Wednesday, February 08, 2006

Savage Redemption

What happened to the Waodani? By the next October, 1958 Rachel Saint, Nate’s sister, Betty Elliot, and Betty’s three-year-old daughter, Valerie, were living in the Waodani village. One by one the Waodani put their faith in Jesus Christ. The five men who had murdered the missionaries became not only Christians but also spiritual leaders of the Waodoni people.

What brought about such change in these once violent people? Only the power of love – God’s love. However, the Waodani did not even have a word for love in their language. Speak to them about love and they would not have understood at all. But show them men who could have, and perhaps should have defended themselves and did not, men who were willing to die to bring something to the Waodani, men who counted something more important than even life itself, and they could understand that.[i]

There was another extraordinary occurrence that happened as these five men were being speared to death. Rachel Saint and Elisabeth Elliot learned of this occurrence some time later as they were talking with Dawa[ii], a Waodani women about the events that had taken place on Palm Beach the day their husbands were killed. When the men were dead and their bodies lying on the beach, the Waodani heard singing. Dawa was in the woods and others on the beach when they looked up over the tops of the trees and saw a large group of people singing. They described it by saying it looked like “a hundred flashing lights.”[iii]

At the time,
they had had no idea they were seeing angels, and they were understandably frightened by the vision. Had their actions brought on this strange vision, they wondered? Only years later, when they had heard and understood the gospel, did the Waodani realize what they had seen.

Dawa later told Rachel that it was that vision on the beach that had first persuaded her to believe in God, and Dawa had become the first Christian in the tribe.

Pete, Ed, Roger, Nate, and Jim had given their lives trying to reach the Waodani. At the time, it may have seemed that they had failed. In fact, many American’s response to this incident was most interesting. Upon hearing of the five men’s death, many said, “What a waist.” Others said, “It’s not right that we let people go to such savage areas of the world. For their own good, missionary activity in such areas should be prohibited.”[iv] But time would depict something on the contrary. Nine years later, in June 1965, two of Nate Saint’s children, Kathy and Steve, were baptized at Palm Beach by two of the men who had killed their father.[v] Thirty-six years after the killings, the Waodani Indians celebrated having the entire New Testament in their own language. The Waodani president said at the ceremony: “We no longer want to live as the old ones who killed each other and outsiders. We want to live by what God says. Ever since I was a small boy in this community, I have heard that we were going to get this book; now we have it!”[vi]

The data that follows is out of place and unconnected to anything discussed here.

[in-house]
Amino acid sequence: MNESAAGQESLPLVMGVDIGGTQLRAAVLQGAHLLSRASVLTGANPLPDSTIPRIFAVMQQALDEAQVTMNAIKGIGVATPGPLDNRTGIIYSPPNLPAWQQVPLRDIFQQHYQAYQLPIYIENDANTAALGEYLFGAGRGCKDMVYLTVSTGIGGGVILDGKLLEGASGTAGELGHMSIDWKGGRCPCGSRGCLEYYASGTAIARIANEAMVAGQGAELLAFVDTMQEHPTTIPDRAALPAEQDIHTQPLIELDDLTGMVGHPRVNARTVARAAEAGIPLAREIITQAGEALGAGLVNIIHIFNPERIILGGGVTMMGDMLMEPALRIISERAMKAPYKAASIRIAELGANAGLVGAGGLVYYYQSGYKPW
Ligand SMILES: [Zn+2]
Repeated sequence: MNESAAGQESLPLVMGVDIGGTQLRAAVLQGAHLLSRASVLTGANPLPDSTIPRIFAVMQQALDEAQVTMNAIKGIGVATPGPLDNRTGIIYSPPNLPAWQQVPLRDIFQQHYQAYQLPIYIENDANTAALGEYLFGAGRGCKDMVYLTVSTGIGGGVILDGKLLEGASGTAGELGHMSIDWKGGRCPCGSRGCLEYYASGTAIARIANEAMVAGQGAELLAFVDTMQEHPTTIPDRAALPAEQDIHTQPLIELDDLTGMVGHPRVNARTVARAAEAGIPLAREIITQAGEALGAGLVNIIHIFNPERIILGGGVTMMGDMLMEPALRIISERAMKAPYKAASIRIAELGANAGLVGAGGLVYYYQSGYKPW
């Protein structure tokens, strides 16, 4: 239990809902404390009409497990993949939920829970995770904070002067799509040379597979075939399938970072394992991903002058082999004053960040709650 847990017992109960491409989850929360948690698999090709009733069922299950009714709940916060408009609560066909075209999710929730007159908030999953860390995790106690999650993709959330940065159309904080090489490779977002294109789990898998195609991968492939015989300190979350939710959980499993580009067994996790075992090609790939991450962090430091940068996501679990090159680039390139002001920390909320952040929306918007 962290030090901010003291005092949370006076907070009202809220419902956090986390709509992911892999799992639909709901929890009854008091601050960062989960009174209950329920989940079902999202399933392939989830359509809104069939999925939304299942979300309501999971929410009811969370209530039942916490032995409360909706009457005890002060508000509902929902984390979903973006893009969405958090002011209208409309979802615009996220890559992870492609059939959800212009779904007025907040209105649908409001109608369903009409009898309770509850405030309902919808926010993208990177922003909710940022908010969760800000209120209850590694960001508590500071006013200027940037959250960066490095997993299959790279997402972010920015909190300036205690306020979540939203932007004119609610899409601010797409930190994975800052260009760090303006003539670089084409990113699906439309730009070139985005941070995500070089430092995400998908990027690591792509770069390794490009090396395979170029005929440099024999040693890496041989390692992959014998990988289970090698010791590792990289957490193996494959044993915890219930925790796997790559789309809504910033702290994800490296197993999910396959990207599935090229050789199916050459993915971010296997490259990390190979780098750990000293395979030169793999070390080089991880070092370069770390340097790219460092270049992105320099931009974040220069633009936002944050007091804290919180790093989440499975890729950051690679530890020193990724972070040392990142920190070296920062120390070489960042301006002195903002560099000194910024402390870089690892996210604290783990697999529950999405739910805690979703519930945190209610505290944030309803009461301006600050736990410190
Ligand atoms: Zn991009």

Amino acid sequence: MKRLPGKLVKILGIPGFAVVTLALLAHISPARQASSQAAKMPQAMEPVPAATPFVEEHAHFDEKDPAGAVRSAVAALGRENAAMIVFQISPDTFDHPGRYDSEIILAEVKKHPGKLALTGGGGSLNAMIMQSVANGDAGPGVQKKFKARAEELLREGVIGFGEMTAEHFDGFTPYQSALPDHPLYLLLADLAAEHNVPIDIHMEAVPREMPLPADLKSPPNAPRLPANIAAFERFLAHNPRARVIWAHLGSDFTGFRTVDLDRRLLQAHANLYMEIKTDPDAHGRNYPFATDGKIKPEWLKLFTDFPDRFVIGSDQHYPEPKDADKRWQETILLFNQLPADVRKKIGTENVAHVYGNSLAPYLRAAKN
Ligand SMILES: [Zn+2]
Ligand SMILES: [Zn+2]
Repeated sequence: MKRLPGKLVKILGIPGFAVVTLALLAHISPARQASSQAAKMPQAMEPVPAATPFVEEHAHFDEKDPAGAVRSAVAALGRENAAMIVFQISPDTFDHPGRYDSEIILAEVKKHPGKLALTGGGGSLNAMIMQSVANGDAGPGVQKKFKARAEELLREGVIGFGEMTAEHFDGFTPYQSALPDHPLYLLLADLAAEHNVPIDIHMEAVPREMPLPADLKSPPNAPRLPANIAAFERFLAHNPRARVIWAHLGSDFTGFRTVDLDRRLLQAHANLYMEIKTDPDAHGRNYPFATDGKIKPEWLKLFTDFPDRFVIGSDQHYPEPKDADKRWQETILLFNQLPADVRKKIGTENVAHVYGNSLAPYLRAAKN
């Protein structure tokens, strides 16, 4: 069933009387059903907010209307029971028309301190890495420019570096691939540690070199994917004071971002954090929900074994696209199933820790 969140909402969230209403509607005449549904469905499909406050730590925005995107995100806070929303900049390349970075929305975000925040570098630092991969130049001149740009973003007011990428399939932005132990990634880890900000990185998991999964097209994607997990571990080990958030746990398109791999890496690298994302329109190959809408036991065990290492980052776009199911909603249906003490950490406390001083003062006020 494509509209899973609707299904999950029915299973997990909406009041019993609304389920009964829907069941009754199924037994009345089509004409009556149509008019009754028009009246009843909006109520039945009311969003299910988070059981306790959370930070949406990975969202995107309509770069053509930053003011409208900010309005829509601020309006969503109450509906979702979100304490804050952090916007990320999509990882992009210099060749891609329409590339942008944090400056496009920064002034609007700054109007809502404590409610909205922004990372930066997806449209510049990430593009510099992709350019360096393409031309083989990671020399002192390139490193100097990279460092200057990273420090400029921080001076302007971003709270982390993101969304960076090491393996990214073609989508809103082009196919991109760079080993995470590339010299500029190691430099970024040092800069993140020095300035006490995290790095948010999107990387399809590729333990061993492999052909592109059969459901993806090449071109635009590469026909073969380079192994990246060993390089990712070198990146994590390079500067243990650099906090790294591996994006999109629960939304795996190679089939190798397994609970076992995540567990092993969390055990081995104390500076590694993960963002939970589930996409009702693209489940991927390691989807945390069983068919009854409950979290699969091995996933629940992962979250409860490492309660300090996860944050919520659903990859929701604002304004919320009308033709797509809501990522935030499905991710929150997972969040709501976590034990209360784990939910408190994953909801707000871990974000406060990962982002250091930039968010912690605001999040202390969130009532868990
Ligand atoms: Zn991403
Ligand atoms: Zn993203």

Imagine yourself as a thirteen-year-old child being baptized by the very men who brutally murdered your father.

Think of the different dynamics alive. What images of love, redemption, forgiveness and transformation can you find in this story?

“23-Jesus replied, "The hour has come for the Son of Man to be glorified. 24-I tell you the truth, unless a kernel of wheat falls to the ground and dies, it remains only a single seed. But if it dies, it produces many seeds. 25-The man who loves his life will lose it, while the man who hates his life in this world will keep it for eternal life. 26-Whoever serves me must follow me; and where I am, my servant also will be. My Father will honor the one who serves me.” (John 12:23-26 NIV)

Meditate on the follow passage. What are the different ways the story of the five missionaries and what transpired afterwards help us understand the power of the words by Jesus?

“The world cannot always understand one's profession of faith,
but it can understand service.”


[i] Winkie Pratney, Fire on the Horizon, (Ventura, California: Renew Books, 1999), 191.
[ii] Susan Martins Miller, Jim Elliot: Missionary to Ecuador, (Uhrichsville, OH: Barbour Publishing, Inc.), 194-1996.
[iii] Olive Fleming Liefeld, Unfolding Destinies (Grand Rapids: Zondervan, 1990), 235. and Elisabeth Elliot, Through Gates of Splendor, (New York: Harper and Row), 1957.
[iv] Ibid., Winkie Pratney, 191.
[v] Russell Hitt, Jungle Pilot, (Grand Rapids: Discovery, 1997).
[vi] “Dedication of Auca New Testament,” Catalyst, Vol. 6, No. 2-3 (1995), 8-9.

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